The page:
1. Plug your headset into the filter and plug the fitter into your radio.

2. Select WIDE

3. Find a single CW station and tune your radio frequency for 700 Hz audio.

4. Now adjust your radio volume to comfortable level, but keep it to the low end. Making your radio volume too high will cause compression and the filter will not be as effective.

5. Select NARROW

6. Adjust the GAIN until you here the CW.

7. Again tune your radio frequency so the 700 Hz audio peak is reached. You will hear the audio increase rapidly in the last 50 Hz (650-750 Hz) and a sharpness or “tinny” sound in the last 20 Hz (680-720 Hz). I measured the peak at 700 Hz and I found could always hit in the 690-710 Hz range by ear.

8. Once you are at peak frequency adjust the GAIN to comfortable audio level, but keep it to the low end. Making the filter GAIN too high will cause compression and the filter will not be as effective.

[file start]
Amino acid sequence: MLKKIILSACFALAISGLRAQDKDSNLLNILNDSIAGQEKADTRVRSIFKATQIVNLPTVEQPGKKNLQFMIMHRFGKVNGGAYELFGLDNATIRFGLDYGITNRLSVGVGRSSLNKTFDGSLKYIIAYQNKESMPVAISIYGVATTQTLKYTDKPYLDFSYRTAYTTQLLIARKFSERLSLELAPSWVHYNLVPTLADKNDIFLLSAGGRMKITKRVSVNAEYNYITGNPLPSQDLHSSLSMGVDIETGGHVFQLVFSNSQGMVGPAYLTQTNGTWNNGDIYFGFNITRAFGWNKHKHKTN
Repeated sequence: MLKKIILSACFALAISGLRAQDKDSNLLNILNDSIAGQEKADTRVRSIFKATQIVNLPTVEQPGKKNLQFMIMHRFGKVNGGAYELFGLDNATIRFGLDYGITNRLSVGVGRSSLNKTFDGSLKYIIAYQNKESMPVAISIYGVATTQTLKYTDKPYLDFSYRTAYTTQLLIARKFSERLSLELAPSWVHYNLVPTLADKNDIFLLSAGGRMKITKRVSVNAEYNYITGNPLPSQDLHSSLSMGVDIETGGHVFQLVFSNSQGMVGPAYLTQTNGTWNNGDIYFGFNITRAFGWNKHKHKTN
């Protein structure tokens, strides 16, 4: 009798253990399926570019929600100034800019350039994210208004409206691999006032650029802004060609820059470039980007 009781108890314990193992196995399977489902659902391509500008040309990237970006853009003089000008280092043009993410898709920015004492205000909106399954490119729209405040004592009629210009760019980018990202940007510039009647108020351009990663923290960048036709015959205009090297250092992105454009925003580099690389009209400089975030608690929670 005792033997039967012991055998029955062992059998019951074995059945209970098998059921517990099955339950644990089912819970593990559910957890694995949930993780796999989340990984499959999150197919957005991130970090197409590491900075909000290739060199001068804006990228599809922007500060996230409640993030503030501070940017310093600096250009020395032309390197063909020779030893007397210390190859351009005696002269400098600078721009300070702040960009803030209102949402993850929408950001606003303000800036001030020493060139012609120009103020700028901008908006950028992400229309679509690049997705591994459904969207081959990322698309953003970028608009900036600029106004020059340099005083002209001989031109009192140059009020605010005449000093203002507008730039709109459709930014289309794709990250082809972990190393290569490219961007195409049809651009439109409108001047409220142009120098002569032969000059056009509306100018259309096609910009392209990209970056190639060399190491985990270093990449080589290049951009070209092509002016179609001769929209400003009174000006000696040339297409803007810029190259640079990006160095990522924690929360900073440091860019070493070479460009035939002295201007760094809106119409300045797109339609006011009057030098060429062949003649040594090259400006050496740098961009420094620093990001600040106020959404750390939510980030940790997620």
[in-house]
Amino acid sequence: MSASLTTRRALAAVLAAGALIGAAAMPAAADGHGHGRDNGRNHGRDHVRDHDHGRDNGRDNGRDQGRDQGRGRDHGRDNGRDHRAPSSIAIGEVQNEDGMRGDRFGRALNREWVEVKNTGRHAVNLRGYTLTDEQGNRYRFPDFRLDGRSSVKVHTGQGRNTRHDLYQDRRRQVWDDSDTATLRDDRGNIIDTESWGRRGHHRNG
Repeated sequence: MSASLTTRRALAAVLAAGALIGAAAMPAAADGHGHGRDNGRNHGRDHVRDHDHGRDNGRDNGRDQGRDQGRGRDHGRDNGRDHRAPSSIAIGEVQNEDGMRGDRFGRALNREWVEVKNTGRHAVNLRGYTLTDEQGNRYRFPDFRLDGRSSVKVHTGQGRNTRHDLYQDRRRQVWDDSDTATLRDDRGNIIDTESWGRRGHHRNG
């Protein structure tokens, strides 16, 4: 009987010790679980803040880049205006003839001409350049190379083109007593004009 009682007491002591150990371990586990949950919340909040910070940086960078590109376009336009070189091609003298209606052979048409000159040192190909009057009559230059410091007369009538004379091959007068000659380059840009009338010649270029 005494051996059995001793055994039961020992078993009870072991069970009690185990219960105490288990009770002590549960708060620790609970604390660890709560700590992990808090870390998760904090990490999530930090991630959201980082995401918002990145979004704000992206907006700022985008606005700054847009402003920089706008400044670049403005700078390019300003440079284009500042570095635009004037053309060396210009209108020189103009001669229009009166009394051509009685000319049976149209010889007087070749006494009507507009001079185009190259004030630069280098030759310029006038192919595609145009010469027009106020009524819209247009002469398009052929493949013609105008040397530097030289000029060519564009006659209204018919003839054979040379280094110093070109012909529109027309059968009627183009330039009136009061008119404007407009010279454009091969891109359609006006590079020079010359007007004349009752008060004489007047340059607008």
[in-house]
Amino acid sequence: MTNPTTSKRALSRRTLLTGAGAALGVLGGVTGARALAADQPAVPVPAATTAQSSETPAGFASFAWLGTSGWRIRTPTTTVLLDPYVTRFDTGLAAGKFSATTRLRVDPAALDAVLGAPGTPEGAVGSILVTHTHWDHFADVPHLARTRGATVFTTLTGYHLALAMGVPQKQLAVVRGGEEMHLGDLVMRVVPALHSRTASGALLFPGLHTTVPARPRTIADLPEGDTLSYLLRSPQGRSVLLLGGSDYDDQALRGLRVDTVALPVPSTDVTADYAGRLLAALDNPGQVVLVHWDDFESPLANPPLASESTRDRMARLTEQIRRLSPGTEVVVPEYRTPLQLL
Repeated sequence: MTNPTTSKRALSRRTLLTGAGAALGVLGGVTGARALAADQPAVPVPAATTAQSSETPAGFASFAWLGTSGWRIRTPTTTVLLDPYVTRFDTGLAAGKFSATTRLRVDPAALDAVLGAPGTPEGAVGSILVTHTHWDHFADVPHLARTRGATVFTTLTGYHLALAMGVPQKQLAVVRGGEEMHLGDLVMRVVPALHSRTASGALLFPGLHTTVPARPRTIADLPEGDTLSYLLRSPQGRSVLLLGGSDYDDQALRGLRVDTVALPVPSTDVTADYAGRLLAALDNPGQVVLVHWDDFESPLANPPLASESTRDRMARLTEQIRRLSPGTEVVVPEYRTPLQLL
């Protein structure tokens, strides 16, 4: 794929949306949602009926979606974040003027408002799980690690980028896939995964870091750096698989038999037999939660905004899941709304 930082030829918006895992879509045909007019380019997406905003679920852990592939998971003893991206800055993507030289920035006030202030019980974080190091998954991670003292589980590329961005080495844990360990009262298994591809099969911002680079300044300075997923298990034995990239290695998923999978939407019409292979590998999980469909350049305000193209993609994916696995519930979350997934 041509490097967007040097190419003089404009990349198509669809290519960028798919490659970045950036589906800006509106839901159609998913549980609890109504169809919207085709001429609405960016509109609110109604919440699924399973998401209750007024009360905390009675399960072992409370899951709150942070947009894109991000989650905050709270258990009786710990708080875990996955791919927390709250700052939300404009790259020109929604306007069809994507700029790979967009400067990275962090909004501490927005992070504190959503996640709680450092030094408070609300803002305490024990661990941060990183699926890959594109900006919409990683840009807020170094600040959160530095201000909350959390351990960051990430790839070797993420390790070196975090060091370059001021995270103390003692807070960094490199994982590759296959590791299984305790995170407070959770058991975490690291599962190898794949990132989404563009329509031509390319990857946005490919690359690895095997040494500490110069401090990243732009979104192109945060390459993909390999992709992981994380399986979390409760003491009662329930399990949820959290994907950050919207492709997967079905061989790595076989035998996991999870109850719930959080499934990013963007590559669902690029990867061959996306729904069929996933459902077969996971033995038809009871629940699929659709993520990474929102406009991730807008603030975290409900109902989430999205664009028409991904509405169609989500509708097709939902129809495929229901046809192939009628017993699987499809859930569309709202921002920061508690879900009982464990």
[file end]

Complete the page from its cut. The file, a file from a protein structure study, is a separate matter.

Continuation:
9. Select WIDE and go find several stations operating a 100 Hz apart… If you are like me they never are around when you want them.

10. I am sure once you have done this once you will never need these instructions again.


Prototype project box and perfboard packaging.

My long term goal is to make this filter as a DIY project for TVARC provided the consensus is the filter performance is acceptable. Many questions need to be resolve before going forward.

Is the band pass too wide or too narrow? I would like to test 25:1 (2K & 51K) and 50:1 (1K & 51K) configurations. Should the frequency be adjustable or set it once during assembly? A range of 300 to 900 Hz set by an internal trimmer is the answer. Is the packaging right as a project box or should we use an Altoids tin. As the circuit is tiny it could be imbedded in a powered speaker set used on desktop PCs.

The future could be smaller or the big sound.